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Traceability of Bread Starters

bread starters preferment naturally leavened mother

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#1 rebudke

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Posted 08 November 2018 - 10:08 PM

A lot of our breads use starters. (For non-bakers, that's essentially when you mix your flour and water together and allow it to naturally grow yeast and other microorganisms that contribute to the flavor. It is replenished on a regular basis with more water and flour to keep it growing.) Our starter is constantly and continually kept and used as an ingredient in our bread in place of yeast.

 

Anyways, my question is...from a traceability standpoint, what's the best way track the flour going into each batch of bread? At what point would the batch be all "new" or "different" flours? Has anyone dealt with this?



#2 mgourley

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Posted 08 November 2018 - 10:40 PM

This is basically the same as bulk material traceability for ingredients that are in silos or storage tanks where lots are mixed.
This has been a problem in the baking industry for years. Really, all you can do is log the lot number of the flour when you feed the starter. 

 

Then, if there is an issue with a particular lot of flour, you pretty much have to recall everything produced after the first use of that lot of flour.

Since it's bread, the shelf life is probably around 14 days or so, so the amount of product that would have to be recalled would be relatively small.

The real problem, of course is that you would have to discard all of your starter. And that would be a killer.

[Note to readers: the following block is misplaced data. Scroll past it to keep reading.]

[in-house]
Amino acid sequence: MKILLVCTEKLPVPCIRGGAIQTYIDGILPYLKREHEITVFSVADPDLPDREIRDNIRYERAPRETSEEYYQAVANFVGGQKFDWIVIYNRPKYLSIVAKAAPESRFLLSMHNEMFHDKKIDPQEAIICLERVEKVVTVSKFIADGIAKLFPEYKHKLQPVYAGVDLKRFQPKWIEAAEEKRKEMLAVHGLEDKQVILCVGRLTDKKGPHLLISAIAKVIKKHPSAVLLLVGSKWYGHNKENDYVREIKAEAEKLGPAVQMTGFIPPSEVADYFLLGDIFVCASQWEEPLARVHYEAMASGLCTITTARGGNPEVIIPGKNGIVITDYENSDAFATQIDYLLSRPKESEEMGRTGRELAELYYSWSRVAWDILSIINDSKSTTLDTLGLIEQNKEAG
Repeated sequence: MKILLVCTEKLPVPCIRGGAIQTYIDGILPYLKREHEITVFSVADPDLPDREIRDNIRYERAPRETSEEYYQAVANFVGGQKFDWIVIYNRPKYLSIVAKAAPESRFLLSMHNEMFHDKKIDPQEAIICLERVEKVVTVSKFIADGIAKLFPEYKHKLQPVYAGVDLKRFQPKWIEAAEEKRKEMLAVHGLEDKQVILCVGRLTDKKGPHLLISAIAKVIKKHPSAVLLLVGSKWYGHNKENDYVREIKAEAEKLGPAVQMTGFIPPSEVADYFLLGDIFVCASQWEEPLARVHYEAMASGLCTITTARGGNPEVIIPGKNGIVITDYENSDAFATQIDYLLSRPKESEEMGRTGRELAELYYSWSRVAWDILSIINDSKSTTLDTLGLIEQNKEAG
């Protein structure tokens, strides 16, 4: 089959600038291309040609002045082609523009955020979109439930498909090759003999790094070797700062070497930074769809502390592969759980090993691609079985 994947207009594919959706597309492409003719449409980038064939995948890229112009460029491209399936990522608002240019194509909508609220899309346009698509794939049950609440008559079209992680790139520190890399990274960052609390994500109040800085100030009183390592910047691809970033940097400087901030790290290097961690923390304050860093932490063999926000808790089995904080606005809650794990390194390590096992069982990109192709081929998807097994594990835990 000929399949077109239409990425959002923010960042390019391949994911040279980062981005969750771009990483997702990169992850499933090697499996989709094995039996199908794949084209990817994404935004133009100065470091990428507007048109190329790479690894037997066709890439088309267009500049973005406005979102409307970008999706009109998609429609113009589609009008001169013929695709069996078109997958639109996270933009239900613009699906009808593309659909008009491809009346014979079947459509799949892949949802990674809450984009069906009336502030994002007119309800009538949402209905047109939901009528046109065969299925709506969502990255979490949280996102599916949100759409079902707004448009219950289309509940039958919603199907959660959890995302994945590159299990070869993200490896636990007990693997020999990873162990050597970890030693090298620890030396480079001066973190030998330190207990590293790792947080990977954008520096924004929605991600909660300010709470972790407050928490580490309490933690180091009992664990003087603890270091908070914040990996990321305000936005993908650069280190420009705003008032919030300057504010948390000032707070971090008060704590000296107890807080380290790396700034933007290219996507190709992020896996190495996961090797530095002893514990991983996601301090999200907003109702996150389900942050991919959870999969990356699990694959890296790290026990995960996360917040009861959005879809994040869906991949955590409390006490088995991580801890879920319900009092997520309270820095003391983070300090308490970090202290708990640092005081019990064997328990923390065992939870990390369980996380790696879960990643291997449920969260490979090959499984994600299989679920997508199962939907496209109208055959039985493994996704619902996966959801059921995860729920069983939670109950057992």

A previous place I worked at had a rye sour that was over 50 years old. I imagine it would be fairly easy in the modern world to recreate the actual "Mother", but when part of your culture is the fact that you have used the same starter for X years, especially in a family owned bakery, it would be tough.

 

Marshall



#3 Gerard H.

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Posted 09 November 2018 - 10:00 AM

Dear Rebudke,

 

In addition to what has been said above, you can calculate the concentrations of the previous batches present in the current bread starter. For example:

 

Bread starter 100 kg --> Composition, let's say 80 kg flour batch 1 + 20 kg water

 

If you always replenish when there is 20 kg remaining Bread starter, you know this is composed of 16 kg of flour batch 1 + 4 kg water

You will need to add 64 kg of flour batch 2 and 16 kg water to have a new 100 kg

 

This new 100 kg is composed of:

 

64 kg flour batch 2

16 kg flour batch 1

20 kg water

 

Next time when there is 20 kg Bread starter left, you know that it's composed of 20 % of the above quantities, so: 12.8 kg flour batch 2, 3.2 kg flour batch 1 and 4 kg water. When you add 64 kg of flour batch 3 and 16 kg water to obtain 100 kg Bread starter, the new 100 kg is composed of:

 

64 kg flour batch 3

12.8 kg flour batch 2

3.2 kg flour batch 1

20 kg water

 

By repeating this calculation you will see that at a certain moment, the quantity of flour batch 1 becomes theoretically insignificant in your finished product. It allows you also to calculate the concentration of flour batch X in your finished product.

 

Another point to add, in the case of batches that are used for such long periods and present in almost all your products, is to be 100 % sure of the quality (GMOs, organic) and the food safety (toxins, micro-organisms, allergens) of the used flour. Any problems with the flour can put your business at risk, it's important to be aware of that.

 

Kind regards,

 

Gerard Heerkens







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